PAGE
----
Coffee Harvest Decreases in Costa Rica

The coffee harvest for the 2008-2009 period (which ended a month ago) declined by 15% over the previous period.

Wednesday, April 29, 2009

The main causes for the 15% decline in the coffee harvest were climate impact and farm neglect, according to the executive director of the Coffee Institute of Costa Rica (ICAF), Ronald Peters, in an article published in

However, coffee exports in 2008 were not affected by lower production because prices were higher.

Marvin Baraquero, journalist, wrote: "During that year the country received $328 million from the export of the grain, which is higher than the $253 million received in 2007. Moreover, the coffee harvest for the 2008-2009 period, whose collection ended just one month ago, is sold between October 2008 and September 2009, so it is still not known whether income will decrease."

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Costa Rica: Coffee Production Recovers

April 2016

The 2015-2016 harvest exceeded projections made by the sector and after three years of decline increased by 16% to 2.20 million bushels.

The coffee harvest in Costa Rica reversed the downward trend seen in the last three years and achieved growth of 16% in the latest harvest from 2015 to 2016, according to figures from Coffee Institute of Costa Rica (Icafé) published by

Nicaragua: Coffee Exports up 32%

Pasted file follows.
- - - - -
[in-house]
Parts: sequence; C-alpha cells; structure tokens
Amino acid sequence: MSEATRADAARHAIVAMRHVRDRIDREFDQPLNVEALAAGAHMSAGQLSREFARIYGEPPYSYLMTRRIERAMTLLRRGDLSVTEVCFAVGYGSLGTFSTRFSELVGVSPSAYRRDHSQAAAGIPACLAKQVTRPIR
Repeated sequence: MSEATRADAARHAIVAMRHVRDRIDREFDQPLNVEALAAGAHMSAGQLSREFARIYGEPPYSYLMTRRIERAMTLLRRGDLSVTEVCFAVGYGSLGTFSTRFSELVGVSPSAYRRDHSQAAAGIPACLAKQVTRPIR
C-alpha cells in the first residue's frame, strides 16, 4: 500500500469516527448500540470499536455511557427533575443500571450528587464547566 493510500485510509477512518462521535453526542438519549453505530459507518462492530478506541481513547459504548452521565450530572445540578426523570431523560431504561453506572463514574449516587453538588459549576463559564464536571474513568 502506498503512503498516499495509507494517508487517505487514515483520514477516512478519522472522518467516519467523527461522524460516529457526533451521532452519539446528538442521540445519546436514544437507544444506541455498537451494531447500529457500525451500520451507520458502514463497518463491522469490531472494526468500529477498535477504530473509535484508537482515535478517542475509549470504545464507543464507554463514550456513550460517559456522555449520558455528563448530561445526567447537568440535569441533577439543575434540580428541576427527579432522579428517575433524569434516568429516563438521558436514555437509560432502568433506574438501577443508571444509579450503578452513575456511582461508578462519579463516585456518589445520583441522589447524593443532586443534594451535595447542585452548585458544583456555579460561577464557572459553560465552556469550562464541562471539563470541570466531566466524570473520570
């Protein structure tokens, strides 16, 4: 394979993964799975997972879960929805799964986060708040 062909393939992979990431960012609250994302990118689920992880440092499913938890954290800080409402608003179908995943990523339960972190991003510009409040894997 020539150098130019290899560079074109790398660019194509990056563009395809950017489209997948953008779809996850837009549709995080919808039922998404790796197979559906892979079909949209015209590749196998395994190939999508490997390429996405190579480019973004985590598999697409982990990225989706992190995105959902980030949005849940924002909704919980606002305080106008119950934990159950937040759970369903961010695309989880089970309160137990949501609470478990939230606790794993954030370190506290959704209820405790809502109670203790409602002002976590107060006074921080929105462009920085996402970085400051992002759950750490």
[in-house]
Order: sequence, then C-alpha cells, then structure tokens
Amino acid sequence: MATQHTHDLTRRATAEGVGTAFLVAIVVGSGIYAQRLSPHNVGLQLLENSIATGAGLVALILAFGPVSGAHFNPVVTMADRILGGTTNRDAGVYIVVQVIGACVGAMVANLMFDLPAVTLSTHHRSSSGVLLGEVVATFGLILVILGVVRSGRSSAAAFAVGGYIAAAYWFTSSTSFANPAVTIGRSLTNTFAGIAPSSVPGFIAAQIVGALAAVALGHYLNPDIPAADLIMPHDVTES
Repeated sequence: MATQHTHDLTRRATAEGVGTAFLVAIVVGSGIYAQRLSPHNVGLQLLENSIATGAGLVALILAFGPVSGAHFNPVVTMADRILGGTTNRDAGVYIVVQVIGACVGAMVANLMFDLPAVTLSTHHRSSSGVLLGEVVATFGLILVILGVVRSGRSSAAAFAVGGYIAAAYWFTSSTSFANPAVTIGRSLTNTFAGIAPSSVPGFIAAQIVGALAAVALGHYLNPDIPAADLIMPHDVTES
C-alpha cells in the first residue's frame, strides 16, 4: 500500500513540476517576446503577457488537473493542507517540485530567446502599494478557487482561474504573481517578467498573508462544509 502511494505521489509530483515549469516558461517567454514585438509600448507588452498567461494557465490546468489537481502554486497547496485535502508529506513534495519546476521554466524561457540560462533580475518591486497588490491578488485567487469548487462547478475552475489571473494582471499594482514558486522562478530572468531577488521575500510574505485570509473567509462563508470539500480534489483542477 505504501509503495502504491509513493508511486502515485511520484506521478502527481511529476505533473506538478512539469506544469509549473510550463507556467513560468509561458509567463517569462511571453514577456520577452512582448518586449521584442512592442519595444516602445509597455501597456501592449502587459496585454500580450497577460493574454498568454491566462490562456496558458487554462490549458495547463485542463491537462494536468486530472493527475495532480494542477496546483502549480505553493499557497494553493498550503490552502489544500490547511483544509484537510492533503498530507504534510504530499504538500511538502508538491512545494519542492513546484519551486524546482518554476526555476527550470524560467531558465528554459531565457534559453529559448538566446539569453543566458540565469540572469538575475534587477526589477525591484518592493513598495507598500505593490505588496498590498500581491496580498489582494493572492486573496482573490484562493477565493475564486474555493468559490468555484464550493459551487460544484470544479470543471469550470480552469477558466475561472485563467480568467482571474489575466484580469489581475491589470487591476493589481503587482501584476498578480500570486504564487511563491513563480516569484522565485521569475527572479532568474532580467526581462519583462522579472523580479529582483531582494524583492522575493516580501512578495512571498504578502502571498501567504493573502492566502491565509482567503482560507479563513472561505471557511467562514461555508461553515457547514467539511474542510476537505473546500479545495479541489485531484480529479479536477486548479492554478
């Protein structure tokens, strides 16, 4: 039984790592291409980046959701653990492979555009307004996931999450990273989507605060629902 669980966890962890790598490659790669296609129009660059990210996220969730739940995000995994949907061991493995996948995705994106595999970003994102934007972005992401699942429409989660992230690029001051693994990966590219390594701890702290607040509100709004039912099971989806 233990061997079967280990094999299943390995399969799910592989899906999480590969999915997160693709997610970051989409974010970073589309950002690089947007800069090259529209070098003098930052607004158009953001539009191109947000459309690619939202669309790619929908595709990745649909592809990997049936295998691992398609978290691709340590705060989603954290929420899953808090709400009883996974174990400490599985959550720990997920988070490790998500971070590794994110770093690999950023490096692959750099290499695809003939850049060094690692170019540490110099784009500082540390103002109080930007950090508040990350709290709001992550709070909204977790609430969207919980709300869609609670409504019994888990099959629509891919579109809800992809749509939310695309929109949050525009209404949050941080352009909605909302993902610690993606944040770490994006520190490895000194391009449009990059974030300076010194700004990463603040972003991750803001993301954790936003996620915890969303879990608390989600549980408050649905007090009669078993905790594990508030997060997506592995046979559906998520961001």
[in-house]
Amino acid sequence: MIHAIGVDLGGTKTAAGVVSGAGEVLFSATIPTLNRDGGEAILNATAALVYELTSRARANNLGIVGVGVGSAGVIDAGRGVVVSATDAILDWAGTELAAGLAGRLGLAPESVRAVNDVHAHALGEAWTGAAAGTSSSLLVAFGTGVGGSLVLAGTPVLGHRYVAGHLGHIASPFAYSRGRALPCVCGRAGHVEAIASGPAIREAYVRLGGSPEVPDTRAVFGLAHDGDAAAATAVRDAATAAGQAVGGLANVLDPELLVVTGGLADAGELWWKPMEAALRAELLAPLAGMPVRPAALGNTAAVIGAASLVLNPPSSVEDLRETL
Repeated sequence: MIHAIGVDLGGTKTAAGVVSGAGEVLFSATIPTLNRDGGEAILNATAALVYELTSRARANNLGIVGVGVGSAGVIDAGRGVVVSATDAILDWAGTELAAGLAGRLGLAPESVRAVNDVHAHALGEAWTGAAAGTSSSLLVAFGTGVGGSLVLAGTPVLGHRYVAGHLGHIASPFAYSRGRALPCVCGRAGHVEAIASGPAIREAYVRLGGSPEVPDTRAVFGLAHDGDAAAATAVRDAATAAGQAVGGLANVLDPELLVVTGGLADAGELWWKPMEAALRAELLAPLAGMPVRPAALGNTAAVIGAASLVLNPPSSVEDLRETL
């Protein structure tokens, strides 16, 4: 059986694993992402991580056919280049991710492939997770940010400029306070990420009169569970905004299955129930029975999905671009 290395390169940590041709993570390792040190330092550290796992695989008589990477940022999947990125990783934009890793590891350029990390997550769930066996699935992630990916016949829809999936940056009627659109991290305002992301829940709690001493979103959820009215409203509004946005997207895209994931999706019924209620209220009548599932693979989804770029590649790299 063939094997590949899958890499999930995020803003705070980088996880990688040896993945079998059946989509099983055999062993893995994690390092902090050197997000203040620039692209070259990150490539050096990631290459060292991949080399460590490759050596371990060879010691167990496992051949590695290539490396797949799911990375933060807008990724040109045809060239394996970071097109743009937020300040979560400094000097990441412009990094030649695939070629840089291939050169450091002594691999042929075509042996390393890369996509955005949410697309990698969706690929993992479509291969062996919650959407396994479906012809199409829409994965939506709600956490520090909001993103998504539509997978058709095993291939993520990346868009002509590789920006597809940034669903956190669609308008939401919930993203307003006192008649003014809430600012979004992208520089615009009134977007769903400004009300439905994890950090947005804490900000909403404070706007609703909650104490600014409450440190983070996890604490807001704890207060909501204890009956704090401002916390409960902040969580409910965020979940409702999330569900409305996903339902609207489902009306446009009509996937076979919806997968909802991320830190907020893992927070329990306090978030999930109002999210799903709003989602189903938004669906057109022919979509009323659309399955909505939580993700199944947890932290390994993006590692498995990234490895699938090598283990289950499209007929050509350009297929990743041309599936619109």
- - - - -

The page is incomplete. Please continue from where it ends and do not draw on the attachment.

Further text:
November 2010

The 2009-2010 harvest increased 32.2% compared to last year.

Between October 2009 and September 2010, total exports were $ 320.6 million, while in the 2008-2009 harvest exports totaled $ 242.6 million.

"The Center for Export Procedures (CETREX) attributed the higher values to higher productivity and an increase in international coffee prices," reports

Costa Rica: Coffee Harvest Delayed 4 Weeks

January 2010

Icafé informed that despite the delay, they still expect to export 10% more than the 2008/09 harvest.

Ronald Peters, executive director at Icafé (National Coffee Institute), informed that the coffee harvest has been delayed by lower rainfall levels, but the trees were not damaged, and that an eruption at the Turrialba volcano in central Costa Rica this week did not hurt coffee farms in the area.

Agriculture Absorbs the Unemployed from Construction

April 2009

In Costa Rica, the agricultural sector absorbs workers unemployed by construction.

The construction sector in Costa Rica, which faces a significant slowdown, laid off more than 17,000 workers at the end of 2008 as a product of the crisis. However, these workers were absorbed by rice, pineapple, sugar and coffee production.

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